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-debayer

stephen2615 · 85

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le: mai 12, 2019, 02:44:16 02
Greetings,

I have been looking at the various scripts and I am not sure about the use of -debayer.

It can be used with convertraw and preprocess. To me the convertraw -debayer seems to follow the GUI file conversion and when watching the YouTube video, selecting the debayer check box is very important if you want to retain the colour. If running the script  DSLR_Preprocessing_NoFlat_NoDark_NoBias, the preprocess  uses -debayer but I get the feeling that preprocessing is more about applying offset, darks and flats. I seem to get better colour with using convertraw light_ -debayer instead of leaving it to preprocessing. Am I just imagining this or does it make a difference?

Regards
Stephen



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Réponse #1 le: mai 13, 2019, 12:05:16 00
Hello, yes there's a difference. Preprocessing is indeed about using the bias, dark signal and flat field masters to reduce noise and get consistent data for the sequence, ready to be processed. The -debayer option of the preprocess command is just a commodity, because once preprocessing is done, we don't need the mosaiced version of the images, and it avoids calling the debayer on its own. We have the same in the GUI. See the commands documentation: https://free-astro.org/index.php?title=Siril:Commands#preprocess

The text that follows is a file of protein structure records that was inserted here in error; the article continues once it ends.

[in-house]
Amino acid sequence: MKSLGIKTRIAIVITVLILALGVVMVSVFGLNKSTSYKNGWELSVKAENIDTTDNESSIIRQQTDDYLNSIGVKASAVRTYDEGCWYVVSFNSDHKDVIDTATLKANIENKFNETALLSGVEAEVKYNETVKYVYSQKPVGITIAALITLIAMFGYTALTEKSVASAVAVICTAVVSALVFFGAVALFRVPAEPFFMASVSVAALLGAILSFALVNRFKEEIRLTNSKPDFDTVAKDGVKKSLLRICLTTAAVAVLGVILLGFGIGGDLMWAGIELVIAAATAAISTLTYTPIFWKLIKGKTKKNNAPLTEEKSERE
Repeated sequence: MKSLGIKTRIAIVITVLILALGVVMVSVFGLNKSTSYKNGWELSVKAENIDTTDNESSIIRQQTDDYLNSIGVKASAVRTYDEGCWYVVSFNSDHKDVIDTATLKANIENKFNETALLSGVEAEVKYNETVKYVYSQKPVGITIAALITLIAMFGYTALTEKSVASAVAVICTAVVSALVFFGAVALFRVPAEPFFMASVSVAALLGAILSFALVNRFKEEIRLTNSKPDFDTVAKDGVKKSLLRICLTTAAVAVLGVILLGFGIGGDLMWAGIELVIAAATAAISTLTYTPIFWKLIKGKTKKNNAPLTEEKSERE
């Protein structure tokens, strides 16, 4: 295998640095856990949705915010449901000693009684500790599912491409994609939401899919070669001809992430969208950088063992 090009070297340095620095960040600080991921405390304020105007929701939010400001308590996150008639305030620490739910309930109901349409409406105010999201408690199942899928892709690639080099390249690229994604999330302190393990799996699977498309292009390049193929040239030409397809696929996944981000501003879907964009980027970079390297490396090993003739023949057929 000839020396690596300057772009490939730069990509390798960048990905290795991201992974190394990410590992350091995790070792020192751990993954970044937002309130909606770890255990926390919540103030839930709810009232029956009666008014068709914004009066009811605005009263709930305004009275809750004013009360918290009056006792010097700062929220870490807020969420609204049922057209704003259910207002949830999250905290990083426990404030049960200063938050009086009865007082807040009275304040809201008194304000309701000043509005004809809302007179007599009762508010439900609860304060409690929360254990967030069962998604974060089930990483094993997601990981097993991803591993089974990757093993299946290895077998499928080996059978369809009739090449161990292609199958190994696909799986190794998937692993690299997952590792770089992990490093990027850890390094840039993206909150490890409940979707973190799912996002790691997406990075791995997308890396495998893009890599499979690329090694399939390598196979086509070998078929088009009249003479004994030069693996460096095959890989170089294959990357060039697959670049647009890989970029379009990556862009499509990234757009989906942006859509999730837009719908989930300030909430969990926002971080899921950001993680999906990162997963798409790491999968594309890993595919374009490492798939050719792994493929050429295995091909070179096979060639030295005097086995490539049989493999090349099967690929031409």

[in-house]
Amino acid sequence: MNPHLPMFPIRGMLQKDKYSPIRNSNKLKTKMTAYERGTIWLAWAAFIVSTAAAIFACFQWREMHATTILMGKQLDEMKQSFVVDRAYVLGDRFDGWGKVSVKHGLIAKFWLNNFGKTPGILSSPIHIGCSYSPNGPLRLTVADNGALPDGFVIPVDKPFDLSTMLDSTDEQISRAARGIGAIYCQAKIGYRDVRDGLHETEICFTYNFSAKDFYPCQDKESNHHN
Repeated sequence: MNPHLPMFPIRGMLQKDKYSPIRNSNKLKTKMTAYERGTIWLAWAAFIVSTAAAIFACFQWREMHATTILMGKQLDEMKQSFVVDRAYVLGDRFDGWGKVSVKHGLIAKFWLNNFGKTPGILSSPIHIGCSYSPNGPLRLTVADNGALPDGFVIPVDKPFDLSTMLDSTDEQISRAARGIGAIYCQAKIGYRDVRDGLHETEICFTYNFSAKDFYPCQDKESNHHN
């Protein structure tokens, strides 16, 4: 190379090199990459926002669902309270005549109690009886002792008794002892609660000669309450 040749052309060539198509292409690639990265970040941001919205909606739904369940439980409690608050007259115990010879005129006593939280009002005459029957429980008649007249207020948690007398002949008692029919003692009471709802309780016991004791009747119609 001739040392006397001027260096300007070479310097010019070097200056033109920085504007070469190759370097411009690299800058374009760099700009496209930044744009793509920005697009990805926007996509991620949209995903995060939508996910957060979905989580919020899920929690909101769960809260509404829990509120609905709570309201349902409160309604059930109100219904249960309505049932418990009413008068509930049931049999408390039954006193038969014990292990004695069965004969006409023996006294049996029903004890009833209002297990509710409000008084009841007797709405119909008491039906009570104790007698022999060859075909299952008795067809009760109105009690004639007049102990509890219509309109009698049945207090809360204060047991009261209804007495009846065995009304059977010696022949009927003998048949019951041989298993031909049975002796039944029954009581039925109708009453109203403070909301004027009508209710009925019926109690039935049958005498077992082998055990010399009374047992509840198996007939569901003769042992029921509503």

The colours do not mean much until all the processing is finished and that colour balance or calibration is done. If you have completely wrong colours, maybe there can be a problem with the configuration or detection of the Bayer matrix type, but in general for DSLR is should be fine. Visualisation can make colours appear weird, but until it's calibrated, you cannot really tell if it's better or not. Demosaicing during conversion is not the right way to go.

Best regards,
Vincent



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Réponse #2 le: mai 13, 2019, 09:46:37 09
I have been looking at the various scripts and I am not sure about the use of -debayer.

I'm certainly not an authority on this, but consider that the Bayer pattern image sensor is only providing sparse values for each of the R, G, B color channels. That is, it's a mono image which you just happen to know was run through a bayer filter. When you debayer, what this is doing is applying some sort of interpolation function to this sparse color data to supply computed RGB values for each pixel.

When you record bias and dark current frames, you're recording the noise data from the image sensor itself, unrelated to the Bayer filter in front of it. So, when you subtract these frames, you need to do that before you do the interpolation -- otherwise, you'd be trying to remove real signal from interpolated data. Or alternatively, you'd need to debayer the calibration frames too, which wouldn't be good.



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Réponse #3 le: mai 13, 2019, 10:18:45 22
Precisely :)